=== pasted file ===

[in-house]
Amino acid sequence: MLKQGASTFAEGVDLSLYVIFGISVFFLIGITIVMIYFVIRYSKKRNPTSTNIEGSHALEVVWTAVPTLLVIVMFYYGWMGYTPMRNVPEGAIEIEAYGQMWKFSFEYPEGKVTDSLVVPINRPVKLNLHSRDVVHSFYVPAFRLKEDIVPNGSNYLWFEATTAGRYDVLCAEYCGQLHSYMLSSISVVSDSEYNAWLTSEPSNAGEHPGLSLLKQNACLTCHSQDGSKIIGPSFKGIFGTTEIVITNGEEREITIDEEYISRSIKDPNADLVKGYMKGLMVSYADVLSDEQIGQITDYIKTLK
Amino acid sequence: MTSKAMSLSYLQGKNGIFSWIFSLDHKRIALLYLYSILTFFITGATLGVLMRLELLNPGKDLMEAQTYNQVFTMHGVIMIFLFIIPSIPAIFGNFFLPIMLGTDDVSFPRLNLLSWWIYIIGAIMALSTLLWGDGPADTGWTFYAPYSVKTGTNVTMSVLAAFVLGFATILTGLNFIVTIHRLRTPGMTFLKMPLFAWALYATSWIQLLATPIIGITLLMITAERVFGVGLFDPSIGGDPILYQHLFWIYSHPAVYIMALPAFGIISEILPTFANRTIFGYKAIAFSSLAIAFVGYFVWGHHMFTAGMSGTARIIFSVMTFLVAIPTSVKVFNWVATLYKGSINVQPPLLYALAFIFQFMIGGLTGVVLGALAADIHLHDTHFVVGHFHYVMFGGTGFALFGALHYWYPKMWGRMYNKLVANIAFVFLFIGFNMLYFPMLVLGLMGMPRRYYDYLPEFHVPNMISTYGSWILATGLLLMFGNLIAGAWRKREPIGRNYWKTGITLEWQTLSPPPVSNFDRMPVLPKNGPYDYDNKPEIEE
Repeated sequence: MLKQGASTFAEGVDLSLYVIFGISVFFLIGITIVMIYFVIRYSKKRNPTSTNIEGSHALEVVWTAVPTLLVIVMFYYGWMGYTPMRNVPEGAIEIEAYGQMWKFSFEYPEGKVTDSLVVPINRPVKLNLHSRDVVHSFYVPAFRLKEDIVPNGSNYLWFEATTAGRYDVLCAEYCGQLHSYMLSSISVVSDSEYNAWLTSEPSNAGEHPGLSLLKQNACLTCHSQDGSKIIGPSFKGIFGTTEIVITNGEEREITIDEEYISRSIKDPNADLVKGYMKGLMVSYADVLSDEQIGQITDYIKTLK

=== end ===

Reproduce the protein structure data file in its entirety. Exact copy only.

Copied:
[in-house]
Amino acid sequence: MLKQGASTFAEGVDLSLYVIFGISVFFLIGITIVMIYFVIRYSKKRNPTSTNIEGSHALEVVWTAVPTLLVIVMFYYGWMGYTPMRNVPEGAIEIEAYGQMWKFSFEYPEGKVTDSLVVPINRPVKLNLHSRDVVHSFYVPAFRLKEDIVPNGSNYLWFEATTAGRYDVLCAEYCGQLHSYMLSSISVVSDSEYNAWLTSEPSNAGEHPGLSLLKQNACLTCHSQDGSKIIGPSFKGIFGTTEIVITNGEEREITIDEEYISRSIKDPNADLVKGYMKGLMVSYADVLSDEQIGQITDYIKTLK
Amino acid sequence: MTSKAMSLSYLQGKNGIFSWIFSLDHKRIALLYLYSILTFFITGATLGVLMRLELLNPGKDLMEAQTYNQVFTMHGVIMIFLFIIPSIPAIFGNFFLPIMLGTDDVSFPRLNLLSWWIYIIGAIMALSTLLWGDGPADTGWTFYAPYSVKTGTNVTMSVLAAFVLGFATILTGLNFIVTIHRLRTPGMTFLKMPLFAWALYATSWIQLLATPIIGITLLMITAERVFGVGLFDPSIGGDPILYQHLFWIYSHPAVYIMALPAFGIISEILPTFANRTIFGYKAIAFSSLAIAFVGYFVWGHHMFTAGMSGTARIIFSVMTFLVAIPTSVKVFNWVATLYKGSINVQPPLLYALAFIFQFMIGGLTGVVLGALAADIHLHDTHFVVGHFHYVMFGGTGFALFGALHYWYPKMWGRMYNKLVANIAFVFLFIGFNMLYFPMLVLGLMGMPRRYYDYLPEFHVPNMISTYGSWILATGLLLMFGNLIAGAWRKREPIGRNYWKTGITLEWQTLSPPPVSNFDRMPVLPKNGPYDYDNKPEIEE
Repeated sequence: MLKQGASTFAEGVDLSLYVIFGISVFFLIGITIVMIYFVIRYSKKRNPTSTNIEGSHALEVVWTAVPTLLVIVMFYYGWMGYTPMRNVPEGAIEIEAYGQMWKFSFEYPEGKVTDSLVVPINRPVKLNLHSRDVVHSFYVPAFRLKEDIVPNGSNYLWFEATTAGRYDVLCAEYCGQLHSYMLSSISVVSDSEYNAWLTSEPSNAGEHPGLSLLKQNACLTCHSQDGSKIIGPSFKGIFGTTEIVITNGEEREITIDEEYISRSIKDPNADLVKGYMKGLMVSYADVLSDEQIGQITDYIKTLK